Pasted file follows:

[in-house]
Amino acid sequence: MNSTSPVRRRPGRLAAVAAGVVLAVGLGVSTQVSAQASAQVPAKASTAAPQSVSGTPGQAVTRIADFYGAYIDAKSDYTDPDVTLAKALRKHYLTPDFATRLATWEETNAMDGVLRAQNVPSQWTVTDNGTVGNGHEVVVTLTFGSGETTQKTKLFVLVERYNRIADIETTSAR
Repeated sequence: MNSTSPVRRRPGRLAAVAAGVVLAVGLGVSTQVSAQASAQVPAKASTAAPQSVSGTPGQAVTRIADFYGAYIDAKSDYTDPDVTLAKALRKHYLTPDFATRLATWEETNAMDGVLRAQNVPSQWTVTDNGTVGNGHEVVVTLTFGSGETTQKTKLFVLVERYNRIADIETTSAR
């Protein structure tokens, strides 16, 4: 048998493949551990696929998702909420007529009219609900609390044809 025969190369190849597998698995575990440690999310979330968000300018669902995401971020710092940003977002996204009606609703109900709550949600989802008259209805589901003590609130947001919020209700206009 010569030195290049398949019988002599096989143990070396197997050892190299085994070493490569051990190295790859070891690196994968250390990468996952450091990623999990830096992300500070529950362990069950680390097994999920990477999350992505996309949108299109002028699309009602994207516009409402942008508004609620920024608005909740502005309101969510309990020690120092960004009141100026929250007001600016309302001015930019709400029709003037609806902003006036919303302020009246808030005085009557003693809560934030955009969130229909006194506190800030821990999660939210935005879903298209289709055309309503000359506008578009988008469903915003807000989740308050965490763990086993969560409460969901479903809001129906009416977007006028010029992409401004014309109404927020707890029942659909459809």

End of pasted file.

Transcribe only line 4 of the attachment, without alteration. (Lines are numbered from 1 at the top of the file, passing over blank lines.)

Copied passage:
């Protein structure tokens, strides 16, 4: 048998493949551990696929998702909420007529009219609900609390044809 025969190369190849597998698995575990440690999310979330968000300018669902995401971020710092940003977002996204009606609703109900709550949600989802008259209805589901003590609130947001919020209700206009 010569030195290049398949019988002599096989143990070396197997050892190299085994070493490569051990190295790859070891690196994968250390990468996952450091990623999990830096992300500070529950362990069950680390097994999920990477999350992505996309949108299109002028699309009602994207516009409402942008508004609620920024608005909740502005309101969510309990020690120092960004009141100026929250007001600016309302001015930019709400029709003037609806902003006036919303302020009246808030005085009557003693809560934030955009969130229909006194506190800030821990999660939210935005879903298209289709055309309503000359506008578009988008469903915003807000989740308050965490763990086993969560409460969901479903809001129906009416977007006028010029992409401004014309109404927020707890029942659909459809």